Dec 082015
Timothy Ogene

Author Photo by Clare Mackenzie.


Lead me, psychopompos, through my found
City, down into the underground.
– George Szirtes, “Metro”

A roar sucks them under
The wheels of a darkness without pain.
Off in the distance
There is someone
Like a signalman swinging a lantern.
– Frank Stanford, “The Light the Dead See”


An empty bench in the open, frosted over,
A naked tree pregnant with time stuffed
In its widening trunk,

Boughs bent by violent icicles bunched
Like unlit chandeliers on winter’s x-axis,
A river exiled from its state,

Currents curtailed at both terminals,
Rendered dry after much hammering
In winter’s metal works.

In the view ahead,
Gothic structures argue with the skyline,
Bored by the absence of the be-goggled ogler.

There’s beauty here, I say to myself,
In this isolated patch stripped of the stench of gutters
After a downpour.

There is a type of beauty here,
In this absence of motion,
In this giddy absence of flirtatious fruits on trees,

In this glorious absence of paraded Polaroid
Swung as crumbs are hauled at native ducks,
In this relieving absence of poachers

Making passes at passengers on the same tour.
There is beauty in absence,
When trees,

Holding time in absent leaves,
Await winter’s worst
And the delayed return of summer.


Erratic Notes Left on a Trail


A bridge emerges from the remains of fog,
Imposing itself on my sight.

Its arch beautifully humped,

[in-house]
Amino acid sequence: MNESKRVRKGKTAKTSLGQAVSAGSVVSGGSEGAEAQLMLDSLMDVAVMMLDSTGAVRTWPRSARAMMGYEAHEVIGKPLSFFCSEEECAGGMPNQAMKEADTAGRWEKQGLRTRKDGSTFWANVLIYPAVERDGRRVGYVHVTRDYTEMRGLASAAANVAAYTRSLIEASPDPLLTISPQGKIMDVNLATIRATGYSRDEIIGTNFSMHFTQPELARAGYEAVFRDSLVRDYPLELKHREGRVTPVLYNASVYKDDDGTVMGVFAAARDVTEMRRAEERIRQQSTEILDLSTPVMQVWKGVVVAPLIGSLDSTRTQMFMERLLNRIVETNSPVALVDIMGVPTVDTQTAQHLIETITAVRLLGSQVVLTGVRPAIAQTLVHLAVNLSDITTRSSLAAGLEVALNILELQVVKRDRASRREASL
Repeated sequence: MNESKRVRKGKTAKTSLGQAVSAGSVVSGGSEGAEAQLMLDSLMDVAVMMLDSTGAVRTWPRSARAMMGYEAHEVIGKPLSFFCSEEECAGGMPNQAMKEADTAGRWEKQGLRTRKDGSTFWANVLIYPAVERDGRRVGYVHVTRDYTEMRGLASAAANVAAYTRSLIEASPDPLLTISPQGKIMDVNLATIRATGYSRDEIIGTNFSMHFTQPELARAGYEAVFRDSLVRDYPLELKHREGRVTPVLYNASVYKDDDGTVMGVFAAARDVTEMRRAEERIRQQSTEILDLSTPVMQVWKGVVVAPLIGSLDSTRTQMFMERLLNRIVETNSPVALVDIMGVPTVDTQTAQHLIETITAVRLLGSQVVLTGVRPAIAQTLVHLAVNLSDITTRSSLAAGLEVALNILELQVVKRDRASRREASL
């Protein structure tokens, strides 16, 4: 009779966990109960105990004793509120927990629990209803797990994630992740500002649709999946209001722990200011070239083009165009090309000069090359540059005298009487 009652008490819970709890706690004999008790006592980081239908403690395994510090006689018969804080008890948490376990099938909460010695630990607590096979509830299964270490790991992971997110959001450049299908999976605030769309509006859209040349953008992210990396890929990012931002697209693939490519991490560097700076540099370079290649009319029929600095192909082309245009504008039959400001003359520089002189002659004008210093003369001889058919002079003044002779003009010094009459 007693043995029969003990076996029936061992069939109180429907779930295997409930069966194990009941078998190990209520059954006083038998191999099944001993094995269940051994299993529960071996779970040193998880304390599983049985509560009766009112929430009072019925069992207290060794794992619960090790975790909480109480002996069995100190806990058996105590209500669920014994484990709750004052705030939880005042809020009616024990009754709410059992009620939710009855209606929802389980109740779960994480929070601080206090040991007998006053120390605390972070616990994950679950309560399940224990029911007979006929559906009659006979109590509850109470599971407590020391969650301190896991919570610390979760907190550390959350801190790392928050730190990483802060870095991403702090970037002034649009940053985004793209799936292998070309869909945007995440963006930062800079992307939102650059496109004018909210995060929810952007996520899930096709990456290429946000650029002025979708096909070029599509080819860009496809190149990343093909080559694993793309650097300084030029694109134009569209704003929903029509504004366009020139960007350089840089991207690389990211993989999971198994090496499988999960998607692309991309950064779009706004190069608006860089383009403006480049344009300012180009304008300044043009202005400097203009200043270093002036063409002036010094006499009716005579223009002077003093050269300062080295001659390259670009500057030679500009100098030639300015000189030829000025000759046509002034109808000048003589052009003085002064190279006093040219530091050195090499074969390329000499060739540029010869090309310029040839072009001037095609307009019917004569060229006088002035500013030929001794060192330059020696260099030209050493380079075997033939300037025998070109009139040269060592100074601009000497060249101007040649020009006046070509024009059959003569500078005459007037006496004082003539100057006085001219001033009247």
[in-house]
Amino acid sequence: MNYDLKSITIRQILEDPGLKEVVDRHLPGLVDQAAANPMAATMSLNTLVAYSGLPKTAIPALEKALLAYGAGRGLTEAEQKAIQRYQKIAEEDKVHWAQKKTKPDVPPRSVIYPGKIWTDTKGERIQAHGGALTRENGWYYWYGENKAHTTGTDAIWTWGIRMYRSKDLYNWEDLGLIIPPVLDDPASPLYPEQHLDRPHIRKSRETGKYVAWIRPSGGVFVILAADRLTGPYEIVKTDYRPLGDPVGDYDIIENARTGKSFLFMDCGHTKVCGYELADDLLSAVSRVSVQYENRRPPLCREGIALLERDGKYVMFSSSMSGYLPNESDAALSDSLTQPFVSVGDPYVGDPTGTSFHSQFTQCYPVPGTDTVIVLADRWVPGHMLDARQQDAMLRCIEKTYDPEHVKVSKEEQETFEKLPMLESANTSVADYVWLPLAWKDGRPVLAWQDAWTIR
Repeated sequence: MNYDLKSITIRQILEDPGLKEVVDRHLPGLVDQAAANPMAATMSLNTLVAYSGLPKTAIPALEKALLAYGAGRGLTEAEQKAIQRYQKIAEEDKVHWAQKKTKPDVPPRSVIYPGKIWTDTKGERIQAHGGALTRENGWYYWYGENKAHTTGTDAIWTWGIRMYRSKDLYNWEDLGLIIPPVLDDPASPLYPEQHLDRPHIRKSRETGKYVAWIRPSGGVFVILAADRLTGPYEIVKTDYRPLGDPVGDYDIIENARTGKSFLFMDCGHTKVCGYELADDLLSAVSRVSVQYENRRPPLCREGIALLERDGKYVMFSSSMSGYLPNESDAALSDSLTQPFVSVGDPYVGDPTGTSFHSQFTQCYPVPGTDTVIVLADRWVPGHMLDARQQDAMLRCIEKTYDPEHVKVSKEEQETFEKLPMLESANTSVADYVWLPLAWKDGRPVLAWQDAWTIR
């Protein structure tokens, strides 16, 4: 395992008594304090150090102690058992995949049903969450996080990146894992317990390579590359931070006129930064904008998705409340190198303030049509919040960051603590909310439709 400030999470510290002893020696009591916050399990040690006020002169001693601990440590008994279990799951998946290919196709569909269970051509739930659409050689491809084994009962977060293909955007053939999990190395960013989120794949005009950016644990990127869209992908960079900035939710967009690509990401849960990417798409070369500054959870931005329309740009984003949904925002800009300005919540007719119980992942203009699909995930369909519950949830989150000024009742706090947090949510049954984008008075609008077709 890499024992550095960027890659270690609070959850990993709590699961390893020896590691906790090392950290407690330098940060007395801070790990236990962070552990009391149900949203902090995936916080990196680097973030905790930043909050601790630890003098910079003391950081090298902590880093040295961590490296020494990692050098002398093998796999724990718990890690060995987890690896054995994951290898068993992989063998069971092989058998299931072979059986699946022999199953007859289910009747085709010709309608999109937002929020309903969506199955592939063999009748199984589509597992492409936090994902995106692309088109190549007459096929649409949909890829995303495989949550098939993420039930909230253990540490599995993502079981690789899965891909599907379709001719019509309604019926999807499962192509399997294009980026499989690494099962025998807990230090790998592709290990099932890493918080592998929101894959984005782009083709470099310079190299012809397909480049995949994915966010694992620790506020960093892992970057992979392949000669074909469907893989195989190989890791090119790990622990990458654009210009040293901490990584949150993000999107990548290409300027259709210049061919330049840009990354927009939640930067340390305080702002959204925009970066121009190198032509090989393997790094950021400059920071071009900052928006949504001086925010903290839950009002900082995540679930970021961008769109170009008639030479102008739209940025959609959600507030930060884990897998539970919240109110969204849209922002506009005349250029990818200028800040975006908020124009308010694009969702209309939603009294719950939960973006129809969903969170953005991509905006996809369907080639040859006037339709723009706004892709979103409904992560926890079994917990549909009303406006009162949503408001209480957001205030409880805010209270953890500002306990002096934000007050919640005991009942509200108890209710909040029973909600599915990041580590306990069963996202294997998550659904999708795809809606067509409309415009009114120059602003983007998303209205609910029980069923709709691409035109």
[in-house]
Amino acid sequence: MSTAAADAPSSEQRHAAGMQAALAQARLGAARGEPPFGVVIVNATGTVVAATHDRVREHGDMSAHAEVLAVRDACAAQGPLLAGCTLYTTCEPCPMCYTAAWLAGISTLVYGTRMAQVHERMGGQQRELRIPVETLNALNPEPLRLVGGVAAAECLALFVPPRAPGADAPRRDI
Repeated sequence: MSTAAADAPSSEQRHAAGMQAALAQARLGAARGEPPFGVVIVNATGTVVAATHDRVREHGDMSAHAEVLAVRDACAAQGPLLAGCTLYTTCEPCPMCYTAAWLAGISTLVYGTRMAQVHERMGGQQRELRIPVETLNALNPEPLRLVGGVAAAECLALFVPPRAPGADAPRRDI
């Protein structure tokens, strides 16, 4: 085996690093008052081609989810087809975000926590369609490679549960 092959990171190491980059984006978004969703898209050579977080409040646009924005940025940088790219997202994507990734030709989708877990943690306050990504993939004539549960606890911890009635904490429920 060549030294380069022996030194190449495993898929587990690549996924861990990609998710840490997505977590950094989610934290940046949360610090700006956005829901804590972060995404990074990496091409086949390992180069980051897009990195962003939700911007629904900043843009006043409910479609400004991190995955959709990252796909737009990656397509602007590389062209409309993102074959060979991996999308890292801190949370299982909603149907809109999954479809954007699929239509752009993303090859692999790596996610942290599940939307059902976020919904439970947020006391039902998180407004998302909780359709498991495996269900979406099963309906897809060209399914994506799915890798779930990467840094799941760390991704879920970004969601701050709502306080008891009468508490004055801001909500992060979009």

And I’m reminded of lumps on cow back,

The meaty spot a murderous blade
Must be thrilled to hack.

Underneath the bridge the river ebbs
And murmurs

As it journeys with a terminus in mind,
An infinite end

Albeit sure to empty
And rethread the loop.

A clearer view.
A carpet of algae wraps the bridge,

Draining its prehistoric strength,
Probing its intestines with roots we wish we had.


For those we love
We refrain from easy paths

And restrain the
Urge to run.


A note written in fog, on clear glass
Is memory erased at noon;

Falling and dipping in love
Left to fade in the face of light.


Home is where the umbilical cord lies
Buried between gnarled shrubs half-dead,

Overgrown and coated in shame,
A lie too crass to smear.


A dog follows its owner over the river,
Across the algae-covered bridge,
To the stare of sailing ducks.

May we return as geese and sailing ducks:
Humble, instinctual, without the tact to shell schools elsewhere,
To click the tongue at the remains of others.


The landscape is an apparition of a master’s piece
Discarded, rediscovered to great acclaim:
Fields of gold-colored leaves in fourteen stations of death
Lie to give depth, individually crisp,
The sky defaced with V-shaped strokes
Left for critics to name as birds.

There’s a swoosh of blue turning green,
An illusion of a nearby sea,
And ducks paddling between surfaces,
Sailing towards the sun in salutation,
Sailing towards a perennial ritual,
To a ritual that tethers us against our will.


There’s a girl running up the bridge,
Her polyester coat is making a sideway sweep
Against the wind.
A guardian in fur follows from behind,
Her eyes on the young.

Our girl has crossed the bridge,
Beckoning the fur to make real haste.
The fur has stopped to stare,
Holding the journey to a standstill,